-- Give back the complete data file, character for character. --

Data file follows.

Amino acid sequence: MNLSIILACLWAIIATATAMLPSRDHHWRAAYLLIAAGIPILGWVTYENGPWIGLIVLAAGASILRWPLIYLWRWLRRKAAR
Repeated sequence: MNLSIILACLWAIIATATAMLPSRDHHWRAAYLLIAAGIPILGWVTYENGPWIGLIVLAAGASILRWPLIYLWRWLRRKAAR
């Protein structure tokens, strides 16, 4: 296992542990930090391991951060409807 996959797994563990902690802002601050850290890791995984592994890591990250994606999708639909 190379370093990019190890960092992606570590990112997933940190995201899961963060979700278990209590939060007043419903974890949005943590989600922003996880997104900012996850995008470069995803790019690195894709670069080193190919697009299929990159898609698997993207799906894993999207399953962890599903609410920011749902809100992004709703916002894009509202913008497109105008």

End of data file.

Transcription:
Amino acid sequence: MNLSIILACLWAIIATATAMLPSRDHHWRAAYLLIAAGIPILGWVTYENGPWIGLIVLAAGASILRWPLIYLWRWLRRKAAR
Repeated sequence: MNLSIILACLWAIIATATAMLPSRDHHWRAAYLLIAAGIPILGWVTYENGPWIGLIVLAAGASILRWPLIYLWRWLRRKAAR
């Protein structure tokens, strides 16, 4: 296992542990930090391991951060409807 996959797994563990902690802002601050850290890791995984592994890591990250994606999708639909 190379370093990019190890960092992606570590990112997933940190995201899961963060979700278990209590939060007043419903974890949005943590989600922003996880997104900012996850995008470069995803790019690195894709670069080193190919697009299929990159898609698997993207799906894993999207399953962890599903609410920011749902809100992004709703916002894009509202913008497109105008």